The Doleful Dollar

The Doleful Dollar



In “Civil Disobedience,” Henry David Thoreau proclaims, “the dollar is innocent.”  The virtue in this succinct statement continues to reverberate in America today, perhaps, more than ever before. 


This past week, in the midst of efforts to round up bonuses dispersed by the recently bailed-out AIG, Michael Froman, a former Citigroup executive and now Obama’s deputy national security adviser for international economic affairs, announced his decision to give his bonus to a yet undisclosed charity.  But just how altruistic is Froman’s decision? Clearly, yes, it shows he has a conscience, a point of chief concern to Thoreau, who scorned the mindless majority of his day for blindly supporting the government without considering the moral integrity of individual policies and laws.  But I wonder if it wouldn’t have been just as benevolent of Froman, perhaps, even more so, if he had simply declined the money and left it and its doleful companions to do what they need to do—infuse major banking corporations (upon which the future well-being our national economy supposedly hinges) with the capital necessary to resuscitate themselves. 


The dollar’s innocence makes plainly apparent the people’s guilt, making the current financial crisis easily reducible to a medieval morality play, with a few of the seven deadly sins in particular, namely avarice, gluttony, envy, and pride, vying for the soul of our nation’s bankers.  Considered in this light, Froman’s decision might be seen as one more self-satisfying attempt by man to exercise control over his own image and professional profile, if not his grander fate.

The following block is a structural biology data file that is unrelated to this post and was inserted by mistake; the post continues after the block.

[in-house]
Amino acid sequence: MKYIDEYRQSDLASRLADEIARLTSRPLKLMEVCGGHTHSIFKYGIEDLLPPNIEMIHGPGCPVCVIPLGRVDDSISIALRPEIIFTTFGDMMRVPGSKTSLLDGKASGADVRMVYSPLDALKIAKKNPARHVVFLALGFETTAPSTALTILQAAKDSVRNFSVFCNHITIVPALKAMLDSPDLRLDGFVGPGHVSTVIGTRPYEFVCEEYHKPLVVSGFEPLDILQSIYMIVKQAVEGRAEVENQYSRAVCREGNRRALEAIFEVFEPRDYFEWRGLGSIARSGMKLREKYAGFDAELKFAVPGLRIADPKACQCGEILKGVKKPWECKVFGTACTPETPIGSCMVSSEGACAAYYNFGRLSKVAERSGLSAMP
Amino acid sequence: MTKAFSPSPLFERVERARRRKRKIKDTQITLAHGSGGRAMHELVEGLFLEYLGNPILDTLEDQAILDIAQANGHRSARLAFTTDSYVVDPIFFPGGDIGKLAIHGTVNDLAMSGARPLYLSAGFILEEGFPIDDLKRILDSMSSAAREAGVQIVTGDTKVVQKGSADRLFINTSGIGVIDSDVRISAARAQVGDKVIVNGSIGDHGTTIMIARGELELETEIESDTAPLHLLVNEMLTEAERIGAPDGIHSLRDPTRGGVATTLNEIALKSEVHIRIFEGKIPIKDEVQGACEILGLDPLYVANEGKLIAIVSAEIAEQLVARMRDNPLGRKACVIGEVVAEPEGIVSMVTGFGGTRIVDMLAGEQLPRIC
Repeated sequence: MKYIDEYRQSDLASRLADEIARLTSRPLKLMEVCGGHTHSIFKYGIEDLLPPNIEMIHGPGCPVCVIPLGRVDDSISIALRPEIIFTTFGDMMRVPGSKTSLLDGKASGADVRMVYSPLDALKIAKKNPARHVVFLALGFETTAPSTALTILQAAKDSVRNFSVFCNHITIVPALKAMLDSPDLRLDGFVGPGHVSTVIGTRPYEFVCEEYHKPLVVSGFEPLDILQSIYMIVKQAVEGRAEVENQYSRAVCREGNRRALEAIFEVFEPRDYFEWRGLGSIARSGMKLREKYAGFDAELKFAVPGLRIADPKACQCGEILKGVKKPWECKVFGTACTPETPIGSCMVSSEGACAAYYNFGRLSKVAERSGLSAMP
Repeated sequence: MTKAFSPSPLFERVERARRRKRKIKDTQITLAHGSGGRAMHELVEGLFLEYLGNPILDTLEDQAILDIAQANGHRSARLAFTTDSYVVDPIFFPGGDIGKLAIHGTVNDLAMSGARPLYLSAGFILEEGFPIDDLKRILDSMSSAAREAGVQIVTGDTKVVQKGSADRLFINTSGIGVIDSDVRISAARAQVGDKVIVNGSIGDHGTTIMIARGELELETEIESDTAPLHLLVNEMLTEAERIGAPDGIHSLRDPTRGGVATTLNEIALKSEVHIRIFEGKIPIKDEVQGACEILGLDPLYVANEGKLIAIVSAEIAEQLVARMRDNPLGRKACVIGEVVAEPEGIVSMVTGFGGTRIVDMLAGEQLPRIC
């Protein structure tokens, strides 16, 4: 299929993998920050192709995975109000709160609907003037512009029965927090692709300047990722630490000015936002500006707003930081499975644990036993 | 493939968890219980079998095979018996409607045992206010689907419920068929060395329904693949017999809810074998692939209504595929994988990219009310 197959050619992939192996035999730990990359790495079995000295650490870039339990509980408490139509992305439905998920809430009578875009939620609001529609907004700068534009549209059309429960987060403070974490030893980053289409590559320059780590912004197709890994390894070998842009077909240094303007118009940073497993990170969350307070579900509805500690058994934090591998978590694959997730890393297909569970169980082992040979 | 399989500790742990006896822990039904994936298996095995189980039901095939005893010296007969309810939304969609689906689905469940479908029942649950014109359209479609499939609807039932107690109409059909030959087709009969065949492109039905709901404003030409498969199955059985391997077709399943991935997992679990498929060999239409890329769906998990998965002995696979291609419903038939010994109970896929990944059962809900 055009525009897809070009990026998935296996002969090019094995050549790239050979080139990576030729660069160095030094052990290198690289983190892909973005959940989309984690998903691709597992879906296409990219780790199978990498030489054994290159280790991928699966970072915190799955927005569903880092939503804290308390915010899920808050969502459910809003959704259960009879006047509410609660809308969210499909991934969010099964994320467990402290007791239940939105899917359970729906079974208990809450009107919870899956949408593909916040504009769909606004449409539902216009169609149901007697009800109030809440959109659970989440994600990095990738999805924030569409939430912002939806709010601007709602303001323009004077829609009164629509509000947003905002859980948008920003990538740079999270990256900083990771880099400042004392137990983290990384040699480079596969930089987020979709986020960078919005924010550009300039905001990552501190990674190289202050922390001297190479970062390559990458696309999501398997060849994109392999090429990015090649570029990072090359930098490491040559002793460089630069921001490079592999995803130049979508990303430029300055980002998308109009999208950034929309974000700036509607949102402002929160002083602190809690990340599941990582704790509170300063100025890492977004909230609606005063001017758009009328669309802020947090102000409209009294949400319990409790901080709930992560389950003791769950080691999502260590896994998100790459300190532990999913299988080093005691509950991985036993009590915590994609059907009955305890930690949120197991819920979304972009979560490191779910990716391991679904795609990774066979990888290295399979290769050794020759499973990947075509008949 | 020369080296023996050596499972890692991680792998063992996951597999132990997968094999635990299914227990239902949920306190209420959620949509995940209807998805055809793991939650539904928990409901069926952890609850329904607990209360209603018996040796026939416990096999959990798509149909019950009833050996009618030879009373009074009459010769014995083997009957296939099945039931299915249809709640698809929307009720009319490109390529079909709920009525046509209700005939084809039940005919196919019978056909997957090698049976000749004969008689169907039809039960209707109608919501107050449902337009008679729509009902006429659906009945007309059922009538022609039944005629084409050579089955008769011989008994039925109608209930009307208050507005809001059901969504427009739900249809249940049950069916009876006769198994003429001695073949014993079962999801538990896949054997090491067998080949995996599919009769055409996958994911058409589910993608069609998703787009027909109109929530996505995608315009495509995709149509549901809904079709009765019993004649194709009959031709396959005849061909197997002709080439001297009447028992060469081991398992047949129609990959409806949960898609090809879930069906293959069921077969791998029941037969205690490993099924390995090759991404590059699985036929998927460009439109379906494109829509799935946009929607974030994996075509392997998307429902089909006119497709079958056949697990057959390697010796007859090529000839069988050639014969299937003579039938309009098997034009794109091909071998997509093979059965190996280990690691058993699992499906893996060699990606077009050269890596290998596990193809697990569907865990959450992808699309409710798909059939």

Unfortunately, Thoreau’s own reactions to the perceived injustices of his day, such as refusing to pay taxes or ‘aloofly’ withdrawing into the wilderness, prove less than helpful, practically speaking.  Nonetheless, his core beliefs and many aphorisms endure.  In the face of looming personal and political crises that threaten to overwhelm us daily, Americans today would benefit from this final line of advice from him: “A man has not everything to do, but something.”  In doing so, exercise your conscience, and you will be making the most of the best Thoreau has to teach us.



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